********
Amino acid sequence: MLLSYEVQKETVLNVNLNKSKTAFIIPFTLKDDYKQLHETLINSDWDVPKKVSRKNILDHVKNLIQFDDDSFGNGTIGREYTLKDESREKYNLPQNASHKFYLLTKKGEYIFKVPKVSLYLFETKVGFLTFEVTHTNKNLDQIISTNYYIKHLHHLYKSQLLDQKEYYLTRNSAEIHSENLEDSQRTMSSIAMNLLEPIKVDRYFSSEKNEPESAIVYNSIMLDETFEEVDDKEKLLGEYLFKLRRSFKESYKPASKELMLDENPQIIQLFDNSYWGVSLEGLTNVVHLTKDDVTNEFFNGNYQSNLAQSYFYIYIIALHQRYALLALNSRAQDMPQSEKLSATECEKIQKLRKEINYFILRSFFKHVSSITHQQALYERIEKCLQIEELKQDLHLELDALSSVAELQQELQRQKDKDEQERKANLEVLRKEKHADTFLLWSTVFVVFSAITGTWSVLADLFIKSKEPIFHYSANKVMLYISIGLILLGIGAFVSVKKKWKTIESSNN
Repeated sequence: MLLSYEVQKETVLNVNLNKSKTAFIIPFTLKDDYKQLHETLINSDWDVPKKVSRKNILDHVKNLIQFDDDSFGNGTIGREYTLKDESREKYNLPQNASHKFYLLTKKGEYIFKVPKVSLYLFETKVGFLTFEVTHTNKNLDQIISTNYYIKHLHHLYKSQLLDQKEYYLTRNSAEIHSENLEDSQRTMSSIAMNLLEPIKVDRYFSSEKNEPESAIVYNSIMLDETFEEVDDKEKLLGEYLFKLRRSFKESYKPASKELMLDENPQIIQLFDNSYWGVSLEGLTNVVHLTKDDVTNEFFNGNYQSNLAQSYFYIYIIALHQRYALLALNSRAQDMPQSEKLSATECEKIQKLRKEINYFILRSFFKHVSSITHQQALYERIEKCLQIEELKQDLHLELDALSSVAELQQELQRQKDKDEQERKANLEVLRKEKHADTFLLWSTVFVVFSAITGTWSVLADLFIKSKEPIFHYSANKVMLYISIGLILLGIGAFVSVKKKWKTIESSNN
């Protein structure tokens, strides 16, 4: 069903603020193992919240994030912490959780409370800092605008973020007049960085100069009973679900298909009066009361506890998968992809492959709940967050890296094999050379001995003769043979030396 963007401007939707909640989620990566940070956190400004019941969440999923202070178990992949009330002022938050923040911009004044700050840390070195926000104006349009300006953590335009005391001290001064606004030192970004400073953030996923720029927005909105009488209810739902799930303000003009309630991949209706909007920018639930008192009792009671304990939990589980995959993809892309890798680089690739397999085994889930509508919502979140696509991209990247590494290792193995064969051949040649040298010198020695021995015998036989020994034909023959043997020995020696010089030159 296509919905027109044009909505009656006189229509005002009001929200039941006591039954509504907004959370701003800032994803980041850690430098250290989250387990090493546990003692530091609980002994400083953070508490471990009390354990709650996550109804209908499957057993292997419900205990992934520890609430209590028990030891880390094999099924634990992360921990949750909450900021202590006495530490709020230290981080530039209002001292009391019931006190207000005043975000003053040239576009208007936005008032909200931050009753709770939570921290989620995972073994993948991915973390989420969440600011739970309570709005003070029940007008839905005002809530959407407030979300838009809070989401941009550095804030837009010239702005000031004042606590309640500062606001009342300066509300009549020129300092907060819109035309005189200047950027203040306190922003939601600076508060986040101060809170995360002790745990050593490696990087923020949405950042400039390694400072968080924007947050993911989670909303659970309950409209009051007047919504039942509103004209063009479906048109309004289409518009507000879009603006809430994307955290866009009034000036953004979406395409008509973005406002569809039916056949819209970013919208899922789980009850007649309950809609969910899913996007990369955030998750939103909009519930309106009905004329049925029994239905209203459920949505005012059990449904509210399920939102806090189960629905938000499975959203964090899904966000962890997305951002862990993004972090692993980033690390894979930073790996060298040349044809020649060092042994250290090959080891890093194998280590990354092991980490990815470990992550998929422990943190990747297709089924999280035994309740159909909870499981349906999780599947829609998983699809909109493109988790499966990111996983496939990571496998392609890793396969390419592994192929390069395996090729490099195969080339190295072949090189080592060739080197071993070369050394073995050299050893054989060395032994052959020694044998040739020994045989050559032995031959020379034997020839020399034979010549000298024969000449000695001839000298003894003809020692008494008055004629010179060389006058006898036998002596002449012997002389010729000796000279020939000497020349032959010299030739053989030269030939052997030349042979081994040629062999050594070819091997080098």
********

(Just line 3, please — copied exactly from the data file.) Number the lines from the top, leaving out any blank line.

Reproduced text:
């Protein structure tokens, strides 16, 4: 069903603020193992919240994030912490959780409370800092605008973020007049960085100069009973679900298909009066009361506890998968992809492959709940967050890296094999050379001995003769043979030396 963007401007939707909640989620990566940070956190400004019941969440999923202070178990992949009330002022938050923040911009004044700050840390070195926000104006349009300006953590335009005391001290001064606004030192970004400073953030996923720029927005909105009488209810739902799930303000003009309630991949209706909007920018639930008192009792009671304990939990589980995959993809892309890798680089690739397999085994889930509508919502979140696509991209990247590494290792193995064969051949040649040298010198020695021995015998036989020994034909023959043997020995020696010089030159 296509919905027109044009909505009656006189229509005002009001929200039941006591039954509504907004959370701003800032994803980041850690430098250290989250387990090493546990003692530091609980002994400083953070508490471990009390354990709650996550109804209908499957057993292997419900205990992934520890609430209590028990030891880390094999099924634990992360921990949750909450900021202590006495530490709020230290981080530039209002001292009391019931006190207000005043975000003053040239576009208007936005008032909200931050009753709770939570921290989620995972073994993948991915973390989420969440600011739970309570709005003070029940007008839905005002809530959407407030979300838009809070989401941009550095804030837009010239702005000031004042606590309640500062606001009342300066509300009549020129300092907060819109035309005189200047950027203040306190922003939601600076508060986040101060809170995360002790745990050593490696990087923020949405950042400039390694400072968080924007947050993911989670909303659970309950409209009051007047919504039942509103004209063009479906048109309004289409518009507000879009603006809430994307955290866009009034000036953004979406395409008509973005406002569809039916056949819209970013919208899922789980009850007649309950809609969910899913996007990369955030998750939103909009519930309106009905004329049925029994239905209203459920949505005012059990449904509210399920939102806090189960629905938000499975959203964090899904966000962890997305951002862990993004972090692993980033690390894979930073790996060298040349044809020649060092042994250290090959080891890093194998280590990354092991980490990815470990992550998929422990943190990747297709089924999280035994309740159909909870499981349906999780599947829609998983699809909109493109988790499966990111996983496939990571496998392609890793396969390419592994192929390069395996090729490099195969080339190295072949090189080592060739080197071993070369050394073995050299050893054989060395032994052959020694044998040739020994045989050559032995031959020379034997020839020399034979010549000298024969000449000695001839000298003894003809020692008494008055004629010179060389006058006898036998002596002449012997002389010729000796000279020939000497020349032959010299030739053989030269030939052997030349042979081994040629062999050594070819091997080098």